“I would never make you late for an appointment, M,” it insisted. Avium opened xer mouth to rattle off the long list of appointments xey had definitely been made late for, but Xe continued. “At least, not one that mattered. I knew you’d get distracted if I didn’t give you something to do.”
It grinned the same undecipherable grin it always did when it knew it had its owner in checkmate. Xe could neither be punished nor rewarded and it knew it. It proudly lifted its chin, exposing the ring of its collar, around which Avium reluctantly wrapped a vine.
It had been a month since the occupation had begun. Rain snuck along the rusted, disused fire escape of one of the few buildings in the city old enough to have been built back before safety codes had been abolished. Far below, one of the weeds walked through the city.
Walked through Rain’s city.
Not that they could recognise it any more. With most of the physical trash moved away, there were only remnants now, like Rain and a handful of others that refused to surrender to an enemy empire. In their braver moments, Rain liked to think of themselves as a rebel, but… well, that was hardly realistic, was it? The Free Terranist Rebellion fought in glorious starships, going railgun-to-railgun with an invading force. Rain bet they didn’t go hungry every day.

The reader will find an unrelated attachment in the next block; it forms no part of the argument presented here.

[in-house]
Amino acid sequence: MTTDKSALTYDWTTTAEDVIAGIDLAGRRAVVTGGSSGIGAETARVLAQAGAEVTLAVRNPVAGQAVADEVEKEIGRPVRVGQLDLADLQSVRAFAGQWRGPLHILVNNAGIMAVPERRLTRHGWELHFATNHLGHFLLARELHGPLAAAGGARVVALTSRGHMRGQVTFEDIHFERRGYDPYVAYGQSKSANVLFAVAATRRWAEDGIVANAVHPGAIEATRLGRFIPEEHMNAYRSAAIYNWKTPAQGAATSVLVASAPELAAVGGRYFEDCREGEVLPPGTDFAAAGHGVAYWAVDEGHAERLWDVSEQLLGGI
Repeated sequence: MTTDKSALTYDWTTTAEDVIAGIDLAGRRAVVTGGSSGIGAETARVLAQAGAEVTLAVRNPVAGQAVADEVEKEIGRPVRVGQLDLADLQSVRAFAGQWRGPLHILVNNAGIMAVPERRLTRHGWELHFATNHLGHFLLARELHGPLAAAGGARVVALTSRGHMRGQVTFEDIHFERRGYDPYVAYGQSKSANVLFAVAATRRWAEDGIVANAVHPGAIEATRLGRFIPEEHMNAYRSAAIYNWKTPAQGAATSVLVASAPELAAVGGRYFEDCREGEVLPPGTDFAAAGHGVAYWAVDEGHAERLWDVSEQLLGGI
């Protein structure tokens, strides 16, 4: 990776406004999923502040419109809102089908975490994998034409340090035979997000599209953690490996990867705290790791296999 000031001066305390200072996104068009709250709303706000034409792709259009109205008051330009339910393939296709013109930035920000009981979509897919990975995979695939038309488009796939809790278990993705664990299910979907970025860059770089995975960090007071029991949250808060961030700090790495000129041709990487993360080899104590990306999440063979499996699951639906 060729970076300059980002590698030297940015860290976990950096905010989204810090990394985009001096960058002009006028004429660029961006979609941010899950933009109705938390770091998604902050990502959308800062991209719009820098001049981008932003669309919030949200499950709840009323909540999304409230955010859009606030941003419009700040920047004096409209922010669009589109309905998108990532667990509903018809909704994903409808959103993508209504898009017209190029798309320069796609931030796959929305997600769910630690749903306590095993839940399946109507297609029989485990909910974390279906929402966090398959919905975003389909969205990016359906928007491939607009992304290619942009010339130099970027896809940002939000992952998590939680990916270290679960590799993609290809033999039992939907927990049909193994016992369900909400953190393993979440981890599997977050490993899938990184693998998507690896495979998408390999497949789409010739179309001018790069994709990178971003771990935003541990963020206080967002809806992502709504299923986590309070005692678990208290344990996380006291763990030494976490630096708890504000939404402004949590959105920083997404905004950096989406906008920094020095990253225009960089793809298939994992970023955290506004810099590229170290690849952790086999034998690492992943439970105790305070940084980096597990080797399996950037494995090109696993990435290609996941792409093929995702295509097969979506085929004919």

Rain did have one thing that they didn’t, though. A camera right in the middle of the occupied city of New London. They were sort of a journalist now, they thought, but there was nowhere left to report the news. After the gigacorps had gotten disbanded, life had somehow gotten even worse for Rain. Their TubeTube prank show had been popular for years, and they usually pulled in enough advertising money to buy food every other day or two.
Well, nobody was selling ads now, were they? Their only income source having dried up, Rain was left scavenging what little they could find, except with the added difficulty of having to figure out which abandoned foodstuff came drugged.
But they still had a camera, and they’d been good at what they’d done.
They carefully placed their communicator up at a good height and climbed down, scurrying the last few feet so they could catch up to the plant.
“Sir, sir! I’m a human being that’s helpless on their own and needs your help! What’s your name?”
The affini turned with a frown. “I am Avium Prunus, Third Bloom, little human. What assistance do you need?”
By Mickey, they were terrifying. Two or three meters tall with teeth that looked like they could bite straight through a human arm. The thing was, though, that the rebellion was out there, fighting these things so that humanity could have a future that wasn’t under these things’s thumb. The least Rain could do was keep them entertained.
“I need to befriend a squirrel, but I can’t figure out how, can you help?” they asked.
The weed seemed perplexed. “I’m… sorry? What is a squirrel?”